HomePortalFAQRegisterLog in

altText
altText
altText
altText
altText
altText

Share | 
 

 Generators

View previous topic View next topic Go down 
AuthorMessage
Equinus
Super user
Super user
avatar

Posts : 697
Join date : 2012-06-17

PostSubject: Generators   Fri Sep 14, 2012 5:29 pm

Hi

I am not much of mechanic/electrician so please excuse me if I sound a total simpleton , but wonder if anyone can advise regarding suitable generators and output required for running a small three bedroomed house during powercuts. Have seen these superquiet Honda EU3000is models, but unsure if they would be sufficient for running multiple individual items (fridge/freezer/TV/computer and a couple of lamps all at once). To run a house via a generator I assume that a convertor switch is required and therefore dies anyone know how problematic it is in getting a stitch box connected (i.e) to transfer from mains to generator supplied electricity connected and then what size generator would be required to run the house with the majority of essentials?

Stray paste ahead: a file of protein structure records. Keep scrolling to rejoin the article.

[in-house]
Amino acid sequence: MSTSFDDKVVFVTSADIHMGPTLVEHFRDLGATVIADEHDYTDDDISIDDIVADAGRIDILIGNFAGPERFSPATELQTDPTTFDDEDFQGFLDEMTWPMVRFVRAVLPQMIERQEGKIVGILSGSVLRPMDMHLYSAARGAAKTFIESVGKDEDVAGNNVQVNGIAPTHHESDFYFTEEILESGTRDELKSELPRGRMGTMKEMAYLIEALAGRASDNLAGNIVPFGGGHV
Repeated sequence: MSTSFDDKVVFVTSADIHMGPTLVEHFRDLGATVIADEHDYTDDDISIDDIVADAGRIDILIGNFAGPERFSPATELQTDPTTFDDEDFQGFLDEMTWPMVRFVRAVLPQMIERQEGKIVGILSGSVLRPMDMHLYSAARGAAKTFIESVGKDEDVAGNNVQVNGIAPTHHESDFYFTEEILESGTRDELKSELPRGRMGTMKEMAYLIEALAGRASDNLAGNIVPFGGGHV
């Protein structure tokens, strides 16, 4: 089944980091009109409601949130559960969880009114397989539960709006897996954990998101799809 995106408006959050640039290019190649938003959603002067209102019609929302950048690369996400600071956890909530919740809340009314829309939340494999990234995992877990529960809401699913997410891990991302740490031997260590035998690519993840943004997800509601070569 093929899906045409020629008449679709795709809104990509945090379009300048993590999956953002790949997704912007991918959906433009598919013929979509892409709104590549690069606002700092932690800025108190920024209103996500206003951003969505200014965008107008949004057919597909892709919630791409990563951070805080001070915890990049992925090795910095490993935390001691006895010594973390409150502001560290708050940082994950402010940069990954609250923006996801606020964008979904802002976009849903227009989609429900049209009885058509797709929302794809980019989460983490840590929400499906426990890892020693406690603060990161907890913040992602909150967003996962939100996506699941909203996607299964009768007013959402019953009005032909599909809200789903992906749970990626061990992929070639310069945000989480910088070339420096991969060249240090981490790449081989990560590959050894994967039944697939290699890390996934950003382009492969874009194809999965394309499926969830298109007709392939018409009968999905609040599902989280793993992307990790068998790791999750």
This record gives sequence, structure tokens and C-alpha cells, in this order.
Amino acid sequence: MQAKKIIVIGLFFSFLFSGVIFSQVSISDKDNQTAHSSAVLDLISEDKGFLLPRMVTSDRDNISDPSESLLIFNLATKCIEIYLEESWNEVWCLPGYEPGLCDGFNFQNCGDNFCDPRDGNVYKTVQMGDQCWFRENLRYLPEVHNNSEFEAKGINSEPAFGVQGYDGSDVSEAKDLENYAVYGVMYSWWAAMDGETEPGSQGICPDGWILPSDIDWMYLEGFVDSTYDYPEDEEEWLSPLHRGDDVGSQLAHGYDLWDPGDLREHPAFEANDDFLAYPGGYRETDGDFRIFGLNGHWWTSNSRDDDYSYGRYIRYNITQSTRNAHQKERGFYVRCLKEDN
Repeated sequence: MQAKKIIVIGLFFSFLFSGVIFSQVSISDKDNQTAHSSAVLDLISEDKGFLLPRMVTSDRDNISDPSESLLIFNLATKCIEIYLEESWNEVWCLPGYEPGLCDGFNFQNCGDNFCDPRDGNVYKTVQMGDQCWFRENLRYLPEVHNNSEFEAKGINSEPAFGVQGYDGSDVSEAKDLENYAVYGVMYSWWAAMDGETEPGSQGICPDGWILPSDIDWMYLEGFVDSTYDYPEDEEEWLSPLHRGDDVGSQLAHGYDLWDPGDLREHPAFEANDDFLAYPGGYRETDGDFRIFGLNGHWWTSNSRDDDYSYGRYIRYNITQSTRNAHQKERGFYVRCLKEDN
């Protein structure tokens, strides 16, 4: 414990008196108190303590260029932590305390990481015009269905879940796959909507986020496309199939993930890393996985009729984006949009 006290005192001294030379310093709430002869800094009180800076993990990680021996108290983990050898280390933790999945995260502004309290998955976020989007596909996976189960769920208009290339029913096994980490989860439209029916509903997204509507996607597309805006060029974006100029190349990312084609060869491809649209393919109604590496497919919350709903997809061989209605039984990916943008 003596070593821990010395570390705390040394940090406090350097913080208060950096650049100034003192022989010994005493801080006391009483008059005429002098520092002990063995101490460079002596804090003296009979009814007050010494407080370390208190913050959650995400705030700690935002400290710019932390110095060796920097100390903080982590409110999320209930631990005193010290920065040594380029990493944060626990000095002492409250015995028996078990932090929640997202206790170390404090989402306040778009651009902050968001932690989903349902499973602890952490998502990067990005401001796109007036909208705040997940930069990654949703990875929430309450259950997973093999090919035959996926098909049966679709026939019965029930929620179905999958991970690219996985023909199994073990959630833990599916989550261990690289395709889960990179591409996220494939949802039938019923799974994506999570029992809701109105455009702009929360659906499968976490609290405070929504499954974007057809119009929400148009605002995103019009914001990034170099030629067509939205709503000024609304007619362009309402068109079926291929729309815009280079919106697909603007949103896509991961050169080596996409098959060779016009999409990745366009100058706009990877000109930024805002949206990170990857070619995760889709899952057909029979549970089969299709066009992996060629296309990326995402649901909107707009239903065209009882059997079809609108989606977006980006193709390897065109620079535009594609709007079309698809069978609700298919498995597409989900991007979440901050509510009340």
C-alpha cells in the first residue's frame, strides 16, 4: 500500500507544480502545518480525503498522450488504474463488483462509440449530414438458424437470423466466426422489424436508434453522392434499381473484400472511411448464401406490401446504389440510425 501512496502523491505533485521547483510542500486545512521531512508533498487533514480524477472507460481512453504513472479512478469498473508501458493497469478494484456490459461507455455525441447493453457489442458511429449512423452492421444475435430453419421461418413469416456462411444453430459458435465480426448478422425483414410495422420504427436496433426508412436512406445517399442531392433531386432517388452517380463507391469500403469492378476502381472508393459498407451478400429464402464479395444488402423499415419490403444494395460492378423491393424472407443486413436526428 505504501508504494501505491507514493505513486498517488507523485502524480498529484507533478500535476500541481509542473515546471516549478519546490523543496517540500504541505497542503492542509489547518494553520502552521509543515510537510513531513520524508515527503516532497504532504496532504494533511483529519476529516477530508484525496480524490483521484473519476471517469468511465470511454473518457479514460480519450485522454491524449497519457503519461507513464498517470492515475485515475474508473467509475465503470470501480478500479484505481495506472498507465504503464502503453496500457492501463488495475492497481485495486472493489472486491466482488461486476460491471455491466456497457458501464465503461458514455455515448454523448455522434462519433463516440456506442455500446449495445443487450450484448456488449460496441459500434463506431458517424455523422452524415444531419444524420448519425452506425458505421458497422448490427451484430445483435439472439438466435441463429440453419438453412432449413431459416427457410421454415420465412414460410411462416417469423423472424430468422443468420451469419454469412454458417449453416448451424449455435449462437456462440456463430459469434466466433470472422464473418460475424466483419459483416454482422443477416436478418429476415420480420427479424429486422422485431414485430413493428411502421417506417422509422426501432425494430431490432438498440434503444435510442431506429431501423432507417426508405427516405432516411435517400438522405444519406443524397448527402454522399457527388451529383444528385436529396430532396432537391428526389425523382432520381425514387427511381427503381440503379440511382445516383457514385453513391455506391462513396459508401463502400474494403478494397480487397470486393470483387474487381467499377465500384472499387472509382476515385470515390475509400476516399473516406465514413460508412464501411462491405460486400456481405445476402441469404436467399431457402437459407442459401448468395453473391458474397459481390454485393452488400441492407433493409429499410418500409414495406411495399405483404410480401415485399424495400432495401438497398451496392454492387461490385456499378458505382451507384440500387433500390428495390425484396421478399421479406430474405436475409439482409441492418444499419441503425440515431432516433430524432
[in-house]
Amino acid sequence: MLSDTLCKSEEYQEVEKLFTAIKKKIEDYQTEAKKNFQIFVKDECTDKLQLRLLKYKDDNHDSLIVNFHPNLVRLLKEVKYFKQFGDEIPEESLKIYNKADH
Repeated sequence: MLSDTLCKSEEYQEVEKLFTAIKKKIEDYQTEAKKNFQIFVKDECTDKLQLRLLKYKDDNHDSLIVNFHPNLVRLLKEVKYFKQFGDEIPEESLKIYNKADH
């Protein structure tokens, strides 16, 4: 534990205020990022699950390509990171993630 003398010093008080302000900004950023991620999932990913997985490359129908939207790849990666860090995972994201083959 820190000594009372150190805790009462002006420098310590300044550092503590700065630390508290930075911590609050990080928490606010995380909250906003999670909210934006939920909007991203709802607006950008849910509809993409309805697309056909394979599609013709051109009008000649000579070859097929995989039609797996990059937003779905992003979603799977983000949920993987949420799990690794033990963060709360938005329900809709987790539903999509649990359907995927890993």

Any comments appreciated as long as they are too complex for as I have said I am not a mechaanic/electircian geek.


Mr Eq

_________________
Failing to plan is planning to fail.
Back to top Go down
oddball
Moderator
Moderator
avatar

Posts : 7173
Join date : 2009-10-20
Age : 59

PostSubject: Re: Generators   Fri Sep 14, 2012 7:19 pm

Evening Mr Eq

OK found this on Google so lets start at the beginning first worth reading. g

[You must be registered and logged in to see this link.] ... rators.pdf

Oddy

_________________
Berni & Dougie [You must be registered and logged in to see this image.]
Back to top Go down
Equinus
Super user
Super user
avatar

Posts : 697
Join date : 2012-06-17

PostSubject: Re: Generators   Fri Sep 14, 2012 7:42 pm

Many thanks Berni (Oddy)

Did say I am not a mechanical/electrical geek.

Must say Google really help especially when trying to find stuff but tend to get a bit bogged down occasionally.

As Mrs Eq says, realistically the main thing would only be worrying about making sure the freezers keeps going to avoid food that we have produced spoiling.

Thanks for the advice

Mr Eq

_________________
Failing to plan is planning to fail.
Back to top Go down
ABC Property Surveyors.BG
Senior user
Senior user


Posts : 163
Join date : 2009-09-06

PostSubject: Re: Generators   Fri Sep 14, 2012 9:23 pm

I found that for occasional use during power cuts that my 3kva is sufficient to run the kettle,pump for heating,TV and lights which is all you really need for occasional use.